On the Day After You Left This World by Heather Swan

On the Day After You Left This World

I floated out to the island
of bird bones, where
their long gone songs
now whisper in the cattails,
looking for solitude, solace,
but found instead
three cranes waiting
who let me join them
there on the shore,
their heads tipping
toward me, toward the
sounds of geese from
across the lake, toward
the jet plane flying overhead.
Night fell and we stayed—
all of us—cranes, crickets,
cattails, me with my broken body
breathing, and in the graying light
the breeze stroked
the cool waters of the lake,
the water lapping the mud
until all of it
was not separate, all of it
became one breath.

*

Heather Swan is the author of a new collection of poems, A Kinship with Ash (Terrapin Books) and the nonfiction book, Where Honeybees Thrive: Stories from the Field (Penn State Press), winner of the Sigurd F. Olson Nature Writing Award. Her nonfiction has appeared in Aeon, Belt, Catapult, Minding Nature, ISLE, The Learned Pig, Edge Effects and is forthcoming in Terrain and Emergence. Her poetry has appeared in Poet Lore, The Hopper, Phoebe, Cold Mountain Review, Midwestern Gothic, The Raleigh Review and several anthologies. She has been the recipient of the Martha Meyer Renk Fellowship in Poetry and the August Derleth Prize. She teaches writing and environmental literature at University of Wisconsin-Madison.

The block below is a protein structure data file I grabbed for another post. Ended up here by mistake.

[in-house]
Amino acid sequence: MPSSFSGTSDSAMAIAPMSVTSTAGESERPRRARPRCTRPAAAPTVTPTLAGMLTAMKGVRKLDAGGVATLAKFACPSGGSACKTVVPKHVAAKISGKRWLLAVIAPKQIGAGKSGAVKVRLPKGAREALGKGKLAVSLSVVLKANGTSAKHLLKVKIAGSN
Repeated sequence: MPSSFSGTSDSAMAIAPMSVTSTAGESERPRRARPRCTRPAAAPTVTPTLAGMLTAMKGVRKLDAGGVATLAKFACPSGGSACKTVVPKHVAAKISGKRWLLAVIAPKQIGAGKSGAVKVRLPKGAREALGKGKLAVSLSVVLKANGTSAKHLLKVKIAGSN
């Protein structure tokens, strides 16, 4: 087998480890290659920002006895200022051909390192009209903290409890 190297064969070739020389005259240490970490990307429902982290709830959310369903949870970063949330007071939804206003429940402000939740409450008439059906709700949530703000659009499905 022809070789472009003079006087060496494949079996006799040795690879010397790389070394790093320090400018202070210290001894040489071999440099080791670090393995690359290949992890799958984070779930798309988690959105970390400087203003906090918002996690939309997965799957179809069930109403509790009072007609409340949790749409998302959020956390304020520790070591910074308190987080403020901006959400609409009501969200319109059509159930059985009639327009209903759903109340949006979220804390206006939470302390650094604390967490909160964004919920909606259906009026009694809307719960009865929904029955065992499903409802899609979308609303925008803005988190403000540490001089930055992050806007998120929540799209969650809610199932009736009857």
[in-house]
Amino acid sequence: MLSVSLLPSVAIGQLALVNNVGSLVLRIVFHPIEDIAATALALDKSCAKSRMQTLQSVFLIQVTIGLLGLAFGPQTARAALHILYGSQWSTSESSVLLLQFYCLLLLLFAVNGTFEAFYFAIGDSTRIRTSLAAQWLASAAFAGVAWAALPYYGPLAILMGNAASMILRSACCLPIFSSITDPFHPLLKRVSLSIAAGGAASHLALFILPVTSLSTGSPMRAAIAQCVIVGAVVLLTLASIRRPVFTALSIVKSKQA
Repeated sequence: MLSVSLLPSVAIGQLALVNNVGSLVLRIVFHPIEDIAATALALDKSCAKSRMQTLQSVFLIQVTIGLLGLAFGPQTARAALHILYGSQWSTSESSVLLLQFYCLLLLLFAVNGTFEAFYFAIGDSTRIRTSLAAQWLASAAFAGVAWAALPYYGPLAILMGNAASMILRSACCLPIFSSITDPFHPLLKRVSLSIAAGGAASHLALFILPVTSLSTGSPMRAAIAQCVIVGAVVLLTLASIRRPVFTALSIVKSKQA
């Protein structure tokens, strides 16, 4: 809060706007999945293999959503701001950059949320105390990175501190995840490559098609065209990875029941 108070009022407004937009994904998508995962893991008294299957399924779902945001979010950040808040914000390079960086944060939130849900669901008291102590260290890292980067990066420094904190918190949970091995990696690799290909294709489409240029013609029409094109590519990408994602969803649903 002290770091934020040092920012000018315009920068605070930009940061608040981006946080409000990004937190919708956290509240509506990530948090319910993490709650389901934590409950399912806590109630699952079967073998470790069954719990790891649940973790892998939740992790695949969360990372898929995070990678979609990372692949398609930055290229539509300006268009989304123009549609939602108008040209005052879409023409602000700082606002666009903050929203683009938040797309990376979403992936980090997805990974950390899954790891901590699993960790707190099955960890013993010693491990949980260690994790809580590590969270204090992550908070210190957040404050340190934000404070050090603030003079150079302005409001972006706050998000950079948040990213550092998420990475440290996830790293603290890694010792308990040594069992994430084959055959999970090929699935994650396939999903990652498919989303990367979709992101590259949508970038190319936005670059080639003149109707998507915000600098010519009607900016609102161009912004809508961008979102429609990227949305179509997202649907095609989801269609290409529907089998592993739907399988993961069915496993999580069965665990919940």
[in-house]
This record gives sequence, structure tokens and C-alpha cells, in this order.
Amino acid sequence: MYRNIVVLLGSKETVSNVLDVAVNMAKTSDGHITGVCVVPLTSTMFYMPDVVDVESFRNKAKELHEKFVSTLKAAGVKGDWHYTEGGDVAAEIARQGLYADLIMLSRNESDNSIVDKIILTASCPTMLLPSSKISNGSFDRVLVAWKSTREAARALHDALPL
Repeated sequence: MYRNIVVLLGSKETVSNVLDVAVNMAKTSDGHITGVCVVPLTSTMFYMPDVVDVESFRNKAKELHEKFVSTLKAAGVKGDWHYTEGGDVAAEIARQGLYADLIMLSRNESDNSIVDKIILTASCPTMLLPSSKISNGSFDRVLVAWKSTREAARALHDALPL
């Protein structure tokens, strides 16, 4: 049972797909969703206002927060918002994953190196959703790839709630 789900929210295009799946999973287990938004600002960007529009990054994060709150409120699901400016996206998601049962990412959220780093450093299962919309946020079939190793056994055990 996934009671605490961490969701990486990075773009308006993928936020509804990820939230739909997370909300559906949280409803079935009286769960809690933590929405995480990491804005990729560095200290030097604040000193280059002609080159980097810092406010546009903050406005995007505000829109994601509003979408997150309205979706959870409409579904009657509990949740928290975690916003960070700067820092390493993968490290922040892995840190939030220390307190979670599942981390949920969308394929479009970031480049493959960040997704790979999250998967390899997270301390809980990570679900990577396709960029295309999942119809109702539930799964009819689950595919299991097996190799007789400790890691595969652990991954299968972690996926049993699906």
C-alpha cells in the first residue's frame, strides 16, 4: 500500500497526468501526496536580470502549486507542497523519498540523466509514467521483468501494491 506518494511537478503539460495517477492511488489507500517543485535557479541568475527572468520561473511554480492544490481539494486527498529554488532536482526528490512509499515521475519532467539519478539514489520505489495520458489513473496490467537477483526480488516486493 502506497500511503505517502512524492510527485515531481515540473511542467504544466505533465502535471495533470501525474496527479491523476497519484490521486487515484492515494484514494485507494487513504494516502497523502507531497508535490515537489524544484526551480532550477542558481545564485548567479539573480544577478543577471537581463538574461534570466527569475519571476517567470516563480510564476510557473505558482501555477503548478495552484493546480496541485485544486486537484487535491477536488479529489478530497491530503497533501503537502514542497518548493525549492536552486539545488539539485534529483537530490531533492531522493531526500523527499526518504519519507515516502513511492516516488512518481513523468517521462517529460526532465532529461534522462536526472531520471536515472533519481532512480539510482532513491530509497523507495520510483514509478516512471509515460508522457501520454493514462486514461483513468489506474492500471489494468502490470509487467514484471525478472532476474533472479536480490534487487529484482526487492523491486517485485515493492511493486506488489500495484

7 thoughts on “On the Day After You Left This World by Heather Swan

  1. Thank you, Rosemerry. Yes, grief does indeed break us open and transform us.

    Thank you, Barbara Sabol.

  2. Thank you again for this beautiful poem, it’s just right. I’ll be sharing it with other people, I love it so much… and looking forward to reading your book of poetry, which I just ordered.

  3. Clare, thank you. I am so glad to hear that it resonated with you. I hope you enjoy my book.

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